Last year, with the onset of COVID, access to orphanages in many locations was totally closed off. Karen and the family quickly shifted their efforts to children in foster care settings who also need compassionate people and organizations to help children often that have a very difficult time finding loving foster parents and support. Through introductions to many great people in the foster caregiving community, Karen was introduced to Darryl Bonner of Michigan Department of Health and Human Services, Lynda McGhee, Co-Chief Executive Officer of Michigan’s Children’s Law, Saba Gebrai, with the Park West Foundation, and my new best friend, Pastor Kate Thoresen of First Presbyterian Church in Birmingham, Michigan. Thank goodness we have so many compassionate people focused on this much-needed service concerning foster care in all aspects of support.
I have included some timely pictures from a recent diaper bag donation that Karen and the CLOH organization made to Pastor Kate Thoresen’s foster care outreach programs at First Presbyterian. Eighty-nine diaper bags, as seen in the picture, were delivered to Kate two weeks ago and I know some foster care moms are very grateful for the kind donation.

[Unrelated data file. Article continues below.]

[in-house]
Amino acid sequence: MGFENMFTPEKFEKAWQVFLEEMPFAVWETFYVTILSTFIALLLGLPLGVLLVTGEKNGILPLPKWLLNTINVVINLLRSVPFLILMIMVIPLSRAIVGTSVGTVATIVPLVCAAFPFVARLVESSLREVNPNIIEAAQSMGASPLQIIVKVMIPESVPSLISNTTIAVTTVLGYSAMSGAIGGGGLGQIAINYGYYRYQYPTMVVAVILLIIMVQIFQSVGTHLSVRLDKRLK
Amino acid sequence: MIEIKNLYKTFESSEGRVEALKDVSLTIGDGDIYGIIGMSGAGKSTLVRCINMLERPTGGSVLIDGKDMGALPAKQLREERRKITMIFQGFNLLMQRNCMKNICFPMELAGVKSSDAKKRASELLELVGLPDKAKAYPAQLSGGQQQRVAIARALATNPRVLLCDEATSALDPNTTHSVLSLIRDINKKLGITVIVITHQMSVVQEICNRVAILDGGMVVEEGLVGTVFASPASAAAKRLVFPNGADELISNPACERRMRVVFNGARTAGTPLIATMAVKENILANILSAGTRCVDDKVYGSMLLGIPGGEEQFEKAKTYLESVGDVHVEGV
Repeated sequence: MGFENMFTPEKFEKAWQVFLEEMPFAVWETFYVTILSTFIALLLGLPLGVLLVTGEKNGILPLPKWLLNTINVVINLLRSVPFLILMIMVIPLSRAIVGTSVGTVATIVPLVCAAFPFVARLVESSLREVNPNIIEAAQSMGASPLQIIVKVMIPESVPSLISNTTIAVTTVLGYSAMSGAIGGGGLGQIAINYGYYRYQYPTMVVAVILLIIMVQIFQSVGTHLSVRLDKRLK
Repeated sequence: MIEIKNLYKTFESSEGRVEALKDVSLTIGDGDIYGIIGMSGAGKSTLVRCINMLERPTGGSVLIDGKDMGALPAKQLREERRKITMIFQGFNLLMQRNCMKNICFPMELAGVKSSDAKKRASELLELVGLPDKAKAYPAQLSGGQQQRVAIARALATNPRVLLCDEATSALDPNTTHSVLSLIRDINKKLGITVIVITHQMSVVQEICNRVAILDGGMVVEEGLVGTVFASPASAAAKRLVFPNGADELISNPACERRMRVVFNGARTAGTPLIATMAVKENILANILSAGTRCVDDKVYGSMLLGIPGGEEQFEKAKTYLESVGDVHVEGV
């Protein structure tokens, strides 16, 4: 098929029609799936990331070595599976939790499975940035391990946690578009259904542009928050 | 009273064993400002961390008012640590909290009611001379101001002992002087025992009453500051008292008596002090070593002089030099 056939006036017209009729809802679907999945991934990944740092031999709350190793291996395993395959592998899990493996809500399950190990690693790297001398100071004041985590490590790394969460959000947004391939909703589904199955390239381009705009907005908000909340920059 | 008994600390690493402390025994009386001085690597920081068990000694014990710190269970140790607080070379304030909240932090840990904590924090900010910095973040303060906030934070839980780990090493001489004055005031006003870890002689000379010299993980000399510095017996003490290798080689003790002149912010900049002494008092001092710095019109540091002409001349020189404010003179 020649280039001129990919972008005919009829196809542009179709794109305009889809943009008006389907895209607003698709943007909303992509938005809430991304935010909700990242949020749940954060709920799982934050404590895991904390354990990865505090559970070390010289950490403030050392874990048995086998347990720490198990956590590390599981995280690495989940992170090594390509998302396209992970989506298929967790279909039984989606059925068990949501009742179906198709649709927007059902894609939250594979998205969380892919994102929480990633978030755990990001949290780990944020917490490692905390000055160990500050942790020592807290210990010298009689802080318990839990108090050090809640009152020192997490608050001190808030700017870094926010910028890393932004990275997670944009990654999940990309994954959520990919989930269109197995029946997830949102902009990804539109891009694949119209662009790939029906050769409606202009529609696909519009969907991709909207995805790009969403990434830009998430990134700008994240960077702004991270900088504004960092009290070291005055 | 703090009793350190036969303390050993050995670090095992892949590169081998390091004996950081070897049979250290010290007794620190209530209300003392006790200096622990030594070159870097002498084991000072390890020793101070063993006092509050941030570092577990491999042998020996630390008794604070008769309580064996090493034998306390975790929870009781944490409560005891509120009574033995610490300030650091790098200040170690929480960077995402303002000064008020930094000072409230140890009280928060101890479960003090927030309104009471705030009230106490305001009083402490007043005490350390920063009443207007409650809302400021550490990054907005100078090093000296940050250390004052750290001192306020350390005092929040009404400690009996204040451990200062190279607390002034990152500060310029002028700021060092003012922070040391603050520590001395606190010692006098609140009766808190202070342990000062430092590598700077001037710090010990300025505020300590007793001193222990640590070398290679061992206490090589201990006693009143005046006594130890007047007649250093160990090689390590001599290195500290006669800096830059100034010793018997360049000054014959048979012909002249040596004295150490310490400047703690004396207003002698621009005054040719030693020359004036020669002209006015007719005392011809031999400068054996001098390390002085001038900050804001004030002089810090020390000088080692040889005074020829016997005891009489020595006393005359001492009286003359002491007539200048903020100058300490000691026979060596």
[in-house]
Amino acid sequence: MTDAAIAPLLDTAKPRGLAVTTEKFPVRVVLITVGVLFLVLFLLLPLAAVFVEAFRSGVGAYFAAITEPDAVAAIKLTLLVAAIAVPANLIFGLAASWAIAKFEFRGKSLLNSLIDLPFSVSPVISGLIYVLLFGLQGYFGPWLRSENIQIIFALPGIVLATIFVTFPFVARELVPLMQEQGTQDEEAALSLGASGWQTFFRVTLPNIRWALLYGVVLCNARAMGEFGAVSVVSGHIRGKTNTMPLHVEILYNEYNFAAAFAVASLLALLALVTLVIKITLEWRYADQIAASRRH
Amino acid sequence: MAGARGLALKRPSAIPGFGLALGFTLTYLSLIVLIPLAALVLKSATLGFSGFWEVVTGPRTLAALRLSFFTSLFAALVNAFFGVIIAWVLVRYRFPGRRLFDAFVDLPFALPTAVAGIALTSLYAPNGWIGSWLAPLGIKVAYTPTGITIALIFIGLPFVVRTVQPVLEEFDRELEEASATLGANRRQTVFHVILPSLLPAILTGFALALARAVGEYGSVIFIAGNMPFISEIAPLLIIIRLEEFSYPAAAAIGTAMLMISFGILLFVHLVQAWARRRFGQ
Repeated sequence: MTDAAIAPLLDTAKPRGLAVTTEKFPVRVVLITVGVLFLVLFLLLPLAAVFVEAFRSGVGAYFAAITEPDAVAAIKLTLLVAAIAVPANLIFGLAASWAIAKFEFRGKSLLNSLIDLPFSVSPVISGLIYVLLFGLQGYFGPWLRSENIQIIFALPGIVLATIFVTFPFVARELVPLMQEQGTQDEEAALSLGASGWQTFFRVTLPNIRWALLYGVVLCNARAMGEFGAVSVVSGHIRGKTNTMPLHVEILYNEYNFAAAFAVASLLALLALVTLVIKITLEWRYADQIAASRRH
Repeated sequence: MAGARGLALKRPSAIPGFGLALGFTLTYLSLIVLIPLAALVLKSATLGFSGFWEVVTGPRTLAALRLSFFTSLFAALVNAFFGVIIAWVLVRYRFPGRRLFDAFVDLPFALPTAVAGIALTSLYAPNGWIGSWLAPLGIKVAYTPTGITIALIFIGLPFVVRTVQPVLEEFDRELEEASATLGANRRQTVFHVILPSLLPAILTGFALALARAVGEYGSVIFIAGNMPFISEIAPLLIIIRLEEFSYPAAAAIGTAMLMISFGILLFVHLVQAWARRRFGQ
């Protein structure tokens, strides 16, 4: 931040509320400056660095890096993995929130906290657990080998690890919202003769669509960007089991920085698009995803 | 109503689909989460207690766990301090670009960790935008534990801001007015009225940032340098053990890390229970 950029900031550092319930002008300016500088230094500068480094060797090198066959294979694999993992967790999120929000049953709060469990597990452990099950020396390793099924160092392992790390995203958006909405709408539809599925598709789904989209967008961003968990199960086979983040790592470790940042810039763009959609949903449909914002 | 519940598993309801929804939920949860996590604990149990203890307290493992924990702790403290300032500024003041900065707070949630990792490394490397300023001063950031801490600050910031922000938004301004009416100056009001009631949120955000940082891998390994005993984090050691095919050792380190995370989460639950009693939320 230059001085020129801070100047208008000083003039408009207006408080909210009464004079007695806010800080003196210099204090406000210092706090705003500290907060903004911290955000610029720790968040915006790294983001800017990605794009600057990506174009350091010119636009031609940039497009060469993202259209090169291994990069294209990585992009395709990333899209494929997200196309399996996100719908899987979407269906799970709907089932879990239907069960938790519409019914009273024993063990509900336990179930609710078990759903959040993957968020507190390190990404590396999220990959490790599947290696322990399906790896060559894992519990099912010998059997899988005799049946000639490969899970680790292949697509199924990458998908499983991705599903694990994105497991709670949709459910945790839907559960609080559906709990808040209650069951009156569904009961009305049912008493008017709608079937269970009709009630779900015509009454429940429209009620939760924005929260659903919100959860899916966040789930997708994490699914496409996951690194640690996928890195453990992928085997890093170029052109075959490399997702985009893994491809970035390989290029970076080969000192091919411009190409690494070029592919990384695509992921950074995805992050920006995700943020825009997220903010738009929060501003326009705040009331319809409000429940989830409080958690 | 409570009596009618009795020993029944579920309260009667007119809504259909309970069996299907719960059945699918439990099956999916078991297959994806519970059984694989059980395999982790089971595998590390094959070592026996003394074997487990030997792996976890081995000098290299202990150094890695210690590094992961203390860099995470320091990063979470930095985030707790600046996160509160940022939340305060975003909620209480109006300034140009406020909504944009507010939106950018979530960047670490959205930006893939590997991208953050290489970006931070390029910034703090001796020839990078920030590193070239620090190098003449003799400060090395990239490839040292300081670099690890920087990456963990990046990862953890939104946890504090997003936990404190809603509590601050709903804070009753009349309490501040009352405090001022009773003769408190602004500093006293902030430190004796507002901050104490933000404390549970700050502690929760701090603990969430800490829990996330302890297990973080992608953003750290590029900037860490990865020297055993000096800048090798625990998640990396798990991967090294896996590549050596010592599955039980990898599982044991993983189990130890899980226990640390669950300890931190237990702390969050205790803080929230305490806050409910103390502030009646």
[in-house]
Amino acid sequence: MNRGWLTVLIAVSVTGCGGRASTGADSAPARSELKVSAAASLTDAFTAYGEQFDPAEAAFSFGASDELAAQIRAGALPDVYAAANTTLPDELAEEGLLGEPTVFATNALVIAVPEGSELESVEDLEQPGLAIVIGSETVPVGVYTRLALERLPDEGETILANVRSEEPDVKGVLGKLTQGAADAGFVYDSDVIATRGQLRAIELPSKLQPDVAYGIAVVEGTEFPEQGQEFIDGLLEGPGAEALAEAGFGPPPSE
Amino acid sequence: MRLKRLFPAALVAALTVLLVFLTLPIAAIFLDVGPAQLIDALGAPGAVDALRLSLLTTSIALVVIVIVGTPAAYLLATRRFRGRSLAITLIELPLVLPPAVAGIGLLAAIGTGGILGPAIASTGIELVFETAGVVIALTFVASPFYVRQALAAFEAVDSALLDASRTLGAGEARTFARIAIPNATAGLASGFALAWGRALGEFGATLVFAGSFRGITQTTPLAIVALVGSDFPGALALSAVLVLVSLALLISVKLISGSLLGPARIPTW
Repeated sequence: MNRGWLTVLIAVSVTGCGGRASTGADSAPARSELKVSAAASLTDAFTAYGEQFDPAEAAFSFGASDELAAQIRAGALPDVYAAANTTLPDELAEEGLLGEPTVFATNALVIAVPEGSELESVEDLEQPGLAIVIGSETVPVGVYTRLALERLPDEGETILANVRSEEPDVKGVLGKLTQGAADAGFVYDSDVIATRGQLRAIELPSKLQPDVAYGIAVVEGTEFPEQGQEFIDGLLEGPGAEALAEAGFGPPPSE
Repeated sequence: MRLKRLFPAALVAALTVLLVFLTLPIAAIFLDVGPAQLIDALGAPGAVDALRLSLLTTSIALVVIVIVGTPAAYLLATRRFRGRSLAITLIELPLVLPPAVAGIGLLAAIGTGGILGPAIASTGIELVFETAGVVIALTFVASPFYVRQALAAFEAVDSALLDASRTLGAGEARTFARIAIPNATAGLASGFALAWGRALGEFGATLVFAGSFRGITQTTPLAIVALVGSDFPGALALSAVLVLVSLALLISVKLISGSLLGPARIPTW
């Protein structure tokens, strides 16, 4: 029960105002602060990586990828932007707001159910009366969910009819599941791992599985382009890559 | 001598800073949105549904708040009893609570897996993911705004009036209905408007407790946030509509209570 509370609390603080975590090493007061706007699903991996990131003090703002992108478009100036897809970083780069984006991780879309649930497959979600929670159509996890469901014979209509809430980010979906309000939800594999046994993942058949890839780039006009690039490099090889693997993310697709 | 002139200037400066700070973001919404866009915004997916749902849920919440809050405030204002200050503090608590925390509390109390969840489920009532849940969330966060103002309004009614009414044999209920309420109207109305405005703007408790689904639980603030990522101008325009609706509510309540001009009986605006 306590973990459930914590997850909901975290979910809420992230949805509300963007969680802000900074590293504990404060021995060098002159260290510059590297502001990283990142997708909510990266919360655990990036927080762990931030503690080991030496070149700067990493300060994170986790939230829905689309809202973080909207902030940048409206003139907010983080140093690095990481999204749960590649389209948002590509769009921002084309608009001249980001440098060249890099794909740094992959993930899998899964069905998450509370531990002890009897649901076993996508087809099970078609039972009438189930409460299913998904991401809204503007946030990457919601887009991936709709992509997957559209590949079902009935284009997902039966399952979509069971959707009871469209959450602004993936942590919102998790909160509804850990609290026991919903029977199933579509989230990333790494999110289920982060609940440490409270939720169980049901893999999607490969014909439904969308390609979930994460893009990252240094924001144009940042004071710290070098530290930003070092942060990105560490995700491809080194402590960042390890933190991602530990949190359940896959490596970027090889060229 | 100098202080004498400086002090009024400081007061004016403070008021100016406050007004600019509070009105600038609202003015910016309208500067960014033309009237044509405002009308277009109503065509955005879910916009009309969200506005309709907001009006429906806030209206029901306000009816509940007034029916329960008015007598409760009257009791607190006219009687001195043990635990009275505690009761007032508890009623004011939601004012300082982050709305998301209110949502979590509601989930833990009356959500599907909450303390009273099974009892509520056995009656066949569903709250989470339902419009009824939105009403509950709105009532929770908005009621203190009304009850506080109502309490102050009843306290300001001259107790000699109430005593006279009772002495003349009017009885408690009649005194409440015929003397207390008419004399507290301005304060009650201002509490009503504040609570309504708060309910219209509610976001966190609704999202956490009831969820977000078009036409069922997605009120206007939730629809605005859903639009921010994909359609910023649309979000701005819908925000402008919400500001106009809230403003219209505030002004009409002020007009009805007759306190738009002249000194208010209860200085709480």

Christy’s Legacy of Hope and the other noteworthy organizations need our financial support. As we approach spring, Karen has a wonderful plant and flower fundraiser that is now accepting orders. Looks pretty easy from my brief observation. Orders must be picked up at her house in Taylor, Michigan, but I think a nice drive to Taylor makes sense to me.